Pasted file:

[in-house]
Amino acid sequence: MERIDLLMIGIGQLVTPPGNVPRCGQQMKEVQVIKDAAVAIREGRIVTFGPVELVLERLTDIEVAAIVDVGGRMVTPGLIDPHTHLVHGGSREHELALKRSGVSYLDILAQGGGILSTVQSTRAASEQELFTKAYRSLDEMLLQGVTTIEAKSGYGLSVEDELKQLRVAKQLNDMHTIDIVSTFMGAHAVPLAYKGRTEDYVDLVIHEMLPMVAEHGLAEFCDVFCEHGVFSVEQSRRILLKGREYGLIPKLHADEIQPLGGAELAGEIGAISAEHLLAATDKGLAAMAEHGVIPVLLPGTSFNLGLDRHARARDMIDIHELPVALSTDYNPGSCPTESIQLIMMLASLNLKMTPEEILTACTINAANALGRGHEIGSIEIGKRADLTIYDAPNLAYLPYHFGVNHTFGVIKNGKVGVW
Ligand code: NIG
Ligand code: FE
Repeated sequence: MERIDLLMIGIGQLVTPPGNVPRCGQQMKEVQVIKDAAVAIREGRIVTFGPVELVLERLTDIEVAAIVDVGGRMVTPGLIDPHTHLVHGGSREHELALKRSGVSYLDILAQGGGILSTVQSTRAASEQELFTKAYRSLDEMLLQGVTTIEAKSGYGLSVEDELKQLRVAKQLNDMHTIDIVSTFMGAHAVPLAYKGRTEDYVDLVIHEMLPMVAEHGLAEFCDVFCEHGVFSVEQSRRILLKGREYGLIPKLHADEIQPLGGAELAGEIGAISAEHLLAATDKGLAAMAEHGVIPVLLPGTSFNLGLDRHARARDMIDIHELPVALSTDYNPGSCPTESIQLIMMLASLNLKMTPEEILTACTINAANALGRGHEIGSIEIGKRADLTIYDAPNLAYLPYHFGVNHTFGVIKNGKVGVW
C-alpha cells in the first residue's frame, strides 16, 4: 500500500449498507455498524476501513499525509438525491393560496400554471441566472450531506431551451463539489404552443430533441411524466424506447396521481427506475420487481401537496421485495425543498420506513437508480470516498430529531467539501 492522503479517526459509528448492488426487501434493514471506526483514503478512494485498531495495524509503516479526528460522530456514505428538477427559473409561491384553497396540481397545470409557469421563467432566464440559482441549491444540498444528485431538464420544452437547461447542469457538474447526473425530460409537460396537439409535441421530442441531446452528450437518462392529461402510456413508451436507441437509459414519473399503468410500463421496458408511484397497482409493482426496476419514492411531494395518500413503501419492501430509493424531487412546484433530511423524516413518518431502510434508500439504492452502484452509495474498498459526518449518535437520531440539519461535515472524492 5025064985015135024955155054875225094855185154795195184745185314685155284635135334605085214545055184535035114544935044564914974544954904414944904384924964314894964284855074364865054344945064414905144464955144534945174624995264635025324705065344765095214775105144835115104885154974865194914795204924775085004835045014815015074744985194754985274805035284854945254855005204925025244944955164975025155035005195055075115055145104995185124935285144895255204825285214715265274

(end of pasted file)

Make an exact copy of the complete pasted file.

[in-house]
Amino acid sequence: MERIDLLMIGIGQLVTPPGNVPRCGQQMKEVQVIKDAAVAIREGRIVTFGPVELVLERLTDIEVAAIVDVGGRMVTPGLIDPHTHLVHGGSREHELALKRSGVSYLDILAQGGGILSTVQSTRAASEQELFTKAYRSLDEMLLQGVTTIEAKSGYGLSVEDELKQLRVAKQLNDMHTIDIVSTFMGAHAVPLAYKGRTEDYVDLVIHEMLPMVAEHGLAEFCDVFCEHGVFSVEQSRRILLKGREYGLIPKLHADEIQPLGGAELAGEIGAISAEHLLAATDKGLAAMAEHGVIPVLLPGTSFNLGLDRHARARDMIDIHELPVALSTDYNPGSCPTESIQLIMMLASLNLKMTPEEILTACTINAANALGRGHEIGSIEIGKRADLTIYDAPNLAYLPYHFGVNHTFGVIKNGKVGVW
Ligand code: NIG
Ligand code: FE
Repeated sequence: MERIDLLMIGIGQLVTPPGNVPRCGQQMKEVQVIKDAAVAIREGRIVTFGPVELVLERLTDIEVAAIVDVGGRMVTPGLIDPHTHLVHGGSREHELALKRSGVSYLDILAQGGGILSTVQSTRAASEQELFTKAYRSLDEMLLQGVTTIEAKSGYGLSVEDELKQLRVAKQLNDMHTIDIVSTFMGAHAVPLAYKGRTEDYVDLVIHEMLPMVAEHGLAEFCDVFCEHGVFSVEQSRRILLKGREYGLIPKLHADEIQPLGGAELAGEIGAISAEHLLAATDKGLAAMAEHGVIPVLLPGTSFNLGLDRHARARDMIDIHELPVALSTDYNPGSCPTESIQLIMMLASLNLKMTPEEILTACTINAANALGRGHEIGSIEIGKRADLTIYDAPNLAYLPYHFGVNHTFGVIKNGKVGVW
C-alpha cells in the first residue's frame, strides 16, 4: 500500500449498507455498524476501513499525509438525491393560496400554471441566472450531506431551451463539489404552443430533441411524466424506447396521481427506475420487481401537496421485495425543498420506513437508480470516498430529531467539501 492522503479517526459509528448492488426487501434493514471506526483514503478512494485498531495495524509503516479526528460522530456514505428538477427559473409561491384553497396540481397545470409557469421563467432566464440559482441549491444540498444528485431538464420544452437547461447542469457538474447526473425530460409537460396537439409535441421530442441531446452528450437518462392529461402510456413508451436507441437509459414519473399503468410500463421496458408511484397497482409493482426496476419514492411531494395518500413503501419492501430509493424531487412546484433530511423524516413518518431502510434508500439504492452502484452509495474498498459526518449518535437520531440539519461535515472524492 5025064985015135024955155054875225094855185154795195184745185314685155284635135334605085214545055184535035114544935044564914974544954904414944904384924964314894964284855074364865054344945064414905144464955144534945174624995264635025324705065344765095214775105144835115104885154974865194914795204924775085004835045014815015074744985194754985274805035284854945254855005204925025244944955164975025155035005195055075115055145104995185124935285144895255204825285214715265274